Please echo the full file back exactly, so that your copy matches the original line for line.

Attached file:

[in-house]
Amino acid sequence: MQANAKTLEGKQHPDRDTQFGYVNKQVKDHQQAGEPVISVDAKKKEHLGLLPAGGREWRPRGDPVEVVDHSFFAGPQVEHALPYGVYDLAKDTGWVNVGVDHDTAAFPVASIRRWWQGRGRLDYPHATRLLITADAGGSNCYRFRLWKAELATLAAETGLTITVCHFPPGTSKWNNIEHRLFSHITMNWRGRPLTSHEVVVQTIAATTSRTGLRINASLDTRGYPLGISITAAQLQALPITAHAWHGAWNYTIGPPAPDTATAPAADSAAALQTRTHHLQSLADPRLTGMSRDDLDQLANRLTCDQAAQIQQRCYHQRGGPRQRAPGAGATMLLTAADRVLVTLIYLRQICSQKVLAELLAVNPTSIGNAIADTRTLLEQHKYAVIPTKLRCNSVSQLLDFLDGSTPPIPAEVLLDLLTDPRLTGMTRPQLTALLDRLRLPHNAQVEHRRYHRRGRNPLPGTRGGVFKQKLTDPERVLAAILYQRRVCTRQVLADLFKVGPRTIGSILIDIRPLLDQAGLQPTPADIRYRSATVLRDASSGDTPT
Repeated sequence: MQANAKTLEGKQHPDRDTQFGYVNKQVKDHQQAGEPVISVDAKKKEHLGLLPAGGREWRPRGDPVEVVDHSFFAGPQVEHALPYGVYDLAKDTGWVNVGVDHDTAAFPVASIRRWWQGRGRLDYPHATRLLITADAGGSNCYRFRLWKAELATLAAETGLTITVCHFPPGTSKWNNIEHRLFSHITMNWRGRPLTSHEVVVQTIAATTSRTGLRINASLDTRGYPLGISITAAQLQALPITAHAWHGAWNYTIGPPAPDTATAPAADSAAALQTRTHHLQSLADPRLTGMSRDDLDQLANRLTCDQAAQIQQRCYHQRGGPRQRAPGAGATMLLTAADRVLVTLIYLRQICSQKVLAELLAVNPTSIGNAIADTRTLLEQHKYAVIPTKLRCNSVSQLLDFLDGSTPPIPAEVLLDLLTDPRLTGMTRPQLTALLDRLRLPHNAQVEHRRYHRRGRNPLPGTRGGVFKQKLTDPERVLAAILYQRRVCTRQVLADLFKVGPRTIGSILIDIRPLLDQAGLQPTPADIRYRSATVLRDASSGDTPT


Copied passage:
[in-house]
Amino acid sequence: MQANAKTLEGKQHPDRDTQFGYVNKQVKDHQQAGEPVISVDAKKKEHLGLLPAGGREWRPRGDPVEVVDHSFFAGPQVEHALPYGVYDLAKDTGWVNVGVDHDTAAFPVASIRRWWQGRGRLDYPHATRLLITADAGGSNCYRFRLWKAELATLAAETGLTITVCHFPPGTSKWNNIEHRLFSHITMNWRGRPLTSHEVVVQTIAATTSRTGLRINASLDTRGYPLGISITAAQLQALPITAHAWHGAWNYTIGPPAPDTATAPAADSAAALQTRTHHLQSLADPRLTGMSRDDLDQLANRLTCDQAAQIQQRCYHQRGGPRQRAPGAGATMLLTAADRVLVTLIYLRQICSQKVLAELLAVNPTSIGNAIADTRTLLEQHKYAVIPTKLRCNSVSQLLDFLDGSTPPIPAEVLLDLLTDPRLTGMTRPQLTALLDRLRLPHNAQVEHRRYHRRGRNPLPGTRGGVFKQKLTDPERVLAAILYQRRVCTRQVLADLFKVGPRTIGSILIDIRPLLDQAGLQPTPADIRYRSATVLRDASSGDTPT
Repeated sequence: MQANAKTLEGKQHPDRDTQFGYVNKQVKDHQQAGEPVISVDAKKKEHLGLLPAGGREWRPRGDPVEVVDHSFFAGPQVEHALPYGVYDLAKDTGWVNVGVDHDTAAFPVASIRRWWQGRGRLDYPHATRLLITADAGGSNCYRFRLWKAELATLAAETGLTITVCHFPPGTSKWNNIEHRLFSHITMNWRGRPLTSHEVVVQTIAATTSRTGLRINASLDTRGYPLGISITAAQLQALPITAHAWHGAWNYTIGPPAPDTATAPAADSAAALQTRTHHLQSLADPRLTGMSRDDLDQLANRLTCDQAAQIQQRCYHQRGGPRQRAPGAGATMLLTAADRVLVTLIYLRQICSQKVLAELLAVNPTSIGNAIADTRTLLEQHKYAVIPTKLRCNSVSQLLDFLDGSTPPIPAEVLLDLLTDPRLTGMTRPQLTALLDRLRLPHNAQVEHRRYHRRGRNPLPGTRGGVFKQKLTDPERVLAAILYQRRVCTRQVLADLFKVGPRTIGSILIDIRPLLDQAGLQPTPADIRYRSATVLRDASSGDTPT